Sunday, August 8, 2010

A Guest at Elkwood

Today at Brandy Station: August 8, 1861

From the Richmond Daily Dispatch

"Gen. E. Kirby Smith, of Florida.
Brandy Station, Culpeper co., Va.,
August 5, 1861.
Messrs Editors: I have the gratification to inform the readers of your valuable paper, and the friends of this distinguished and gallant officer, that his case is entirely hopeful, and that in a short time he will be ready to enter upon the discharge of his duties. His injury, though extensive, and inflicted by a large-size Minnie ball, was strictly a flesh wound. It grazed the spinal column, passing between the processes, coursing through the muscles of the neck, and passing out near the clavicle or collar-bone. He has suffered but little pain, has been cheerful at all times, and the wound has done better than usual, although his escape is to the writer a miracle. This gallant and accomplished officer bore a conspicuous part in the ever-memorable battle of Bull Run on the 21st July. He may be termed the Brucher in that glorious victory for the South. He commanded Elzy's brigade, which was the first to turn the tide of battle in our favor, causing the minions of Lincoln's invading forces to retreat like hares before our gallant army. The General was wounded when in the act of turning the enemy's right wing, which was endeavoring to flank us on our left, and just as he was giving the order by a rapid march to cut off and take as prisoners several thousand of the enemy. The God of Battles, who smiled upon us on that memorable occasion, has spared this noble and chivalric son of the South for future brilliant achievements in behalf of the great principles of constitutional liberty. The General is at the hospitable mansion of our esteemed county man, Richard H Cunningham, Esq., where he receives every kindness and attention."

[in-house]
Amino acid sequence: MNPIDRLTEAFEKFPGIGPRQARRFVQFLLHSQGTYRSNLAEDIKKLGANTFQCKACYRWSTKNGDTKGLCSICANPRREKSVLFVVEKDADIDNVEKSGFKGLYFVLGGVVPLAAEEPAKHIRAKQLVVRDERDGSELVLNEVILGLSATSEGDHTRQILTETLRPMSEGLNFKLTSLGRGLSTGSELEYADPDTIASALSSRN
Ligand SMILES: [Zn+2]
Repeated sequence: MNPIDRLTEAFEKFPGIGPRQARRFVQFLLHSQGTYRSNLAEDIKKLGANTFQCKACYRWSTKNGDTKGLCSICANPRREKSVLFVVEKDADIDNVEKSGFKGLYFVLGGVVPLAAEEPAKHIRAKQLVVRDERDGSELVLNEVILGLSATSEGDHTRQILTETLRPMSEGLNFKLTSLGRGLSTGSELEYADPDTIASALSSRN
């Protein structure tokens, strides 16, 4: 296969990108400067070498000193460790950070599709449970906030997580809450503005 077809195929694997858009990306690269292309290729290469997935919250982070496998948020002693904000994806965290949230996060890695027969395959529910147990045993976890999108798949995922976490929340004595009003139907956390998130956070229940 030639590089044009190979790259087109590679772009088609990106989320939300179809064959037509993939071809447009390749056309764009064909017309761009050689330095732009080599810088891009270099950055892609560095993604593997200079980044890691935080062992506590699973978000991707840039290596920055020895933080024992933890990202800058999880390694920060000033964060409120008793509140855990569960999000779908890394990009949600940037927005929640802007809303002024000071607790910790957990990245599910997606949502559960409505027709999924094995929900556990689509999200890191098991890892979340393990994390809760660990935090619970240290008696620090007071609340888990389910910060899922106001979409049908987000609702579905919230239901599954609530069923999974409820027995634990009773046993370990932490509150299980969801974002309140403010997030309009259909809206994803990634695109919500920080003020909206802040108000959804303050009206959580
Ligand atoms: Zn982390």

Culpeper became a center for caring for the wounded Confederate soldiers following First Manassas. Most of the wounded stayed in a hospital that was built in downtown Culpeper. Kirby was recovering at Elkwood, home of Richard Hoop Cunningham, which was close to to confluence of the Hazel and Rappahannock Rivers. Elkwood would be destroyed a year later by Union soldiers under John Pope as he evacuated Culpeper in the opening stages of the Second Manassas Campaign. Another 'hero' of the fight, Major Roberdeau Wheat, was at Bellville in Brandy Station. Bellville is now named Beauregard, whose name was suggested by Wheat to honor the victor of Manassas.

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